Heroic Ones, The (1970) Review

"The Heroic Ones" Chinese Theatrical Poster

"The Heroic Ones" Chinese Theatrical Poster

AKA: Shaolin Masters
Director: Chang Cheh
Writer: Chang Cheh, Ni Kuang
Producer: Run Run Shaw
Cast: David Chiang, Ti Lung, Chan Chuen, Lily Li Li Li, Chan Sing, Bolo Yeung, Ku Feng, Chin Han, Wang Chung, James Nam Gung Fan, Chan Feng Chen, Cheng Hong Yip
Running Time: 121 min.

By JJ Hatfield

In a time when warring factions fought for a divided China, a powerful Mongol warlord and his thirteen generals ruled the territory with swift and savage force. Any and all who dared challenge their authority were summarily dispatched. They were an invincible force none could defeat, meeting every challenge with supreme confidence, never doubting certain success. To those who counted them on their side they were The Heroic Ones.

Amidst the chaos and conflict of the latter part of the Tang Dynasty, Li Ke-Yung, played by Ku Feng (My Rebellious Son), together with his thirteen generals, is a power to be reckoned with. Li considers all the generals his offspring, lavishing them with the best of everything, denying them nothing. His generals are as enthusiastic about bloody battle as they are about drunken debauchery – every one of them a fierce fighter and arrogant as hell.

The Heroic Ones is directed by the prolific Chang Cheh (Five Deadly Venoms) with David Chiang (Kung Fu Jungle) and Ti Lung (A Better Tomorrow) having standout roles in the large cast. Though an early ‘Iron Triangle’ film, Chiang has the lead role to himself with the most screen time as Li Tsun Hsiao, the youngest of the thirteen and the fond favorite of Li Ke-Yung. Tsun Hsiao is deadly in combat being exceptionally skilled with a spear. He also carries out a unique piece of action choreography during an encounter with an enemy general played by Bolo Yeung of Enter the Dragon fame.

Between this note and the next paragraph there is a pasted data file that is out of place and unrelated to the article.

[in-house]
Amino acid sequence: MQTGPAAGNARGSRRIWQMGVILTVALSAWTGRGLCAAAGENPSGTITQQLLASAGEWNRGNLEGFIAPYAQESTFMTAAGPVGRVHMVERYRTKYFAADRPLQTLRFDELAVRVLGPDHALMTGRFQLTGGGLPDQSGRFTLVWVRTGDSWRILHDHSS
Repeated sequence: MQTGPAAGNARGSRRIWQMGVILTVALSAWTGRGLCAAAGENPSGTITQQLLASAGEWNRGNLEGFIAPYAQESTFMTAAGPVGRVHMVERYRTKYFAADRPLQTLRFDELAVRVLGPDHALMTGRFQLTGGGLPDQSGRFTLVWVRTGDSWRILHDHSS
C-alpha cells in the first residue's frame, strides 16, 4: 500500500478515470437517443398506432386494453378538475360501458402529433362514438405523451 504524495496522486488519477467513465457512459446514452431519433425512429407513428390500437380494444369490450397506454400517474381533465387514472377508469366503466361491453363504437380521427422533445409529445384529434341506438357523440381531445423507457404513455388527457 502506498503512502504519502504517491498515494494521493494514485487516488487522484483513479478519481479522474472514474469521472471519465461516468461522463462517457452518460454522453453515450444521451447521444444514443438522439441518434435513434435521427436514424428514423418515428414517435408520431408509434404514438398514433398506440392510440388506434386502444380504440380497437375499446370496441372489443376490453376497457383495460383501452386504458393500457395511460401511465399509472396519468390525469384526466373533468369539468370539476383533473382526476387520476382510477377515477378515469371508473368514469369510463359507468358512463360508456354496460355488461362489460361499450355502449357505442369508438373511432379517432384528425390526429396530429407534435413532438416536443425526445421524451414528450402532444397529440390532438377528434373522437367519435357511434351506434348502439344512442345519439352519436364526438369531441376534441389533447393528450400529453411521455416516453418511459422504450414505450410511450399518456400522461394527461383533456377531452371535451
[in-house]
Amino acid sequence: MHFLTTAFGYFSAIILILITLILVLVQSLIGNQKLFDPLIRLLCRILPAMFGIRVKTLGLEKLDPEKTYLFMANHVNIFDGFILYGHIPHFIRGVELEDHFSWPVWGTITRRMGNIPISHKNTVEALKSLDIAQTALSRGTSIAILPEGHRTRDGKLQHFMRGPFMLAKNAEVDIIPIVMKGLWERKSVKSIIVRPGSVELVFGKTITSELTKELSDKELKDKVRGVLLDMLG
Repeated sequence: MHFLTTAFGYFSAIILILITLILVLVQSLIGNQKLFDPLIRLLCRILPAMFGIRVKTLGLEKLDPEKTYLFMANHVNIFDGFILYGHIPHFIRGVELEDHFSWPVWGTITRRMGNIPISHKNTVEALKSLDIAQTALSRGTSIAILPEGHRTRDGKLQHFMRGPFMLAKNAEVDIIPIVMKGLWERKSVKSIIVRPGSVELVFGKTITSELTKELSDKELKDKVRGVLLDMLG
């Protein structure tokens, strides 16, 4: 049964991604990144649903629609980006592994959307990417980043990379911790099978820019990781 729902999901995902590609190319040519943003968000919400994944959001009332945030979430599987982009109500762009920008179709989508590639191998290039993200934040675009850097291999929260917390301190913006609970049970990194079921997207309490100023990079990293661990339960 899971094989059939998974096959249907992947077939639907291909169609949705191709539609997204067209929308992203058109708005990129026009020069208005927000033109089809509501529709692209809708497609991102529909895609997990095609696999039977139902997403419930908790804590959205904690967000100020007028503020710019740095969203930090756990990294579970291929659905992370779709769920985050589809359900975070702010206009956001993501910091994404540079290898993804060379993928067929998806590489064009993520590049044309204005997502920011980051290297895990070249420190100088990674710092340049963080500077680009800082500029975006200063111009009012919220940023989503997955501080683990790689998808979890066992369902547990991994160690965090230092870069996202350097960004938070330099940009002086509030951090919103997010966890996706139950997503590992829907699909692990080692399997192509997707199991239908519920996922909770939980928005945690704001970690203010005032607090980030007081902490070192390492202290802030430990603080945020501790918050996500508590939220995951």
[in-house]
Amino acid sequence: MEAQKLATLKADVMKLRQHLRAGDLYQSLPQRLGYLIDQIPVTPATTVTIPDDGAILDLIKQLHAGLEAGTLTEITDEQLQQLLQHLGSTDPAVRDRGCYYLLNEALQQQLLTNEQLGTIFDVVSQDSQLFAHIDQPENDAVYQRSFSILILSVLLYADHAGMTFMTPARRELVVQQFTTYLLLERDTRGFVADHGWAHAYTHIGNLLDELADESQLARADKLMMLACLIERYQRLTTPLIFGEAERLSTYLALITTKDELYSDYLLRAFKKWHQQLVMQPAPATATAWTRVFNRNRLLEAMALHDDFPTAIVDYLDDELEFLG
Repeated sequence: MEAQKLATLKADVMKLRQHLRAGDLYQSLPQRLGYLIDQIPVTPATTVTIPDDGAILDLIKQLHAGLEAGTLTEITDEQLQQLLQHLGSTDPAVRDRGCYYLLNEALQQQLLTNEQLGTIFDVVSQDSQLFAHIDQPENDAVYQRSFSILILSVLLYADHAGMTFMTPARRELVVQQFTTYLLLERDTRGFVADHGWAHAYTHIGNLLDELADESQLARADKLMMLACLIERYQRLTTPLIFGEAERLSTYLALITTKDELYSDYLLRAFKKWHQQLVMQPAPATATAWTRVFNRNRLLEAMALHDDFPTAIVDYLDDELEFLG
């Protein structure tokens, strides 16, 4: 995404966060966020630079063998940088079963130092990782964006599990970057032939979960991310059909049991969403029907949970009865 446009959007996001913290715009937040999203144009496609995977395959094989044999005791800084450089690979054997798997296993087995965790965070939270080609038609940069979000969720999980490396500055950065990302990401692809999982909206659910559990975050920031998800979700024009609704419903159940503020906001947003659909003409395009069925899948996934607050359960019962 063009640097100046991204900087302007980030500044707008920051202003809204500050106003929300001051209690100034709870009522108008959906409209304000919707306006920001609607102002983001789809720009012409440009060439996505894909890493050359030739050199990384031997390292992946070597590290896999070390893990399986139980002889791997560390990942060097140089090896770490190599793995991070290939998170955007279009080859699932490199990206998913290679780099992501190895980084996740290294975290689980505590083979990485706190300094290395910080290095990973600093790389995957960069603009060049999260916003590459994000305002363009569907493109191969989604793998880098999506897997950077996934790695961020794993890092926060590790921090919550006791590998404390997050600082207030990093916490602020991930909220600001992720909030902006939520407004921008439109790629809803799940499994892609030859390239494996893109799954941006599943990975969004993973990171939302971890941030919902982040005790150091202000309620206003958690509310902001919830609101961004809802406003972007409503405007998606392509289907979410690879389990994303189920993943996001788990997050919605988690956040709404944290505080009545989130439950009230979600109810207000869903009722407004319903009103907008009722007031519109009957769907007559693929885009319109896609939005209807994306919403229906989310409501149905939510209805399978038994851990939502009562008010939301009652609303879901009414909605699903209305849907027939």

Ti Lung is Shih Ching Szu, the only other brother to recieve much attention from Li Ke-Yung. Though he isn’t the focus of the film, Ti manages to shine in an epic warrior battle against a barrage of hundreds of the enemy. Not only an impressive display of valor but one of the longest fight scenes to be found in a martial movie of any age.

With The Heroic Ones, Chang and his co-writer Kuang Ni (The Pirate) drew from the late 800’s – early 900’s China for the basis of the story with more more than a few liberties taken with the facts. The movie has been noted by some for the effort afforded to costumes and set pieces consistent with the time period and culture, but it should not by any means be taken as a true portrait of history.

If The Heroic Ones was being filmed today, it would feature computer generated armies with one or two actual people doing battle. In 1969, they did it the real way with a couple hundred people and Lau Kar-leung, Tony Gaai, and Lau Kar-wing orchestrating the training and directing for the throng of actors, stuntmen and extras who must appear to be familiar with weapons. The hard work paid off in the realism of fight scenes, many times with one general against a multitude.

Once the onslaught begins, the torrent of enemies rarely lets up. Purely on an action level fans will be thrilled with the profusion of nearly non-stop combat and The Heroic Ones certainly delivers on that count. Unfortunately, the size of the cast is unwieldy even in Chang Cheh’s usually capable hands. And though the film clocks in at a little over two hours, Chang spends little time on character development for the majority of the cast. That decision on Chang’s part ultimately renders the film’s ending unfulfilling, lacking the impact The Heroic Ones could have had.

JJ Hatfield’s Rating: 7.5/10

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About JJ Hatfield

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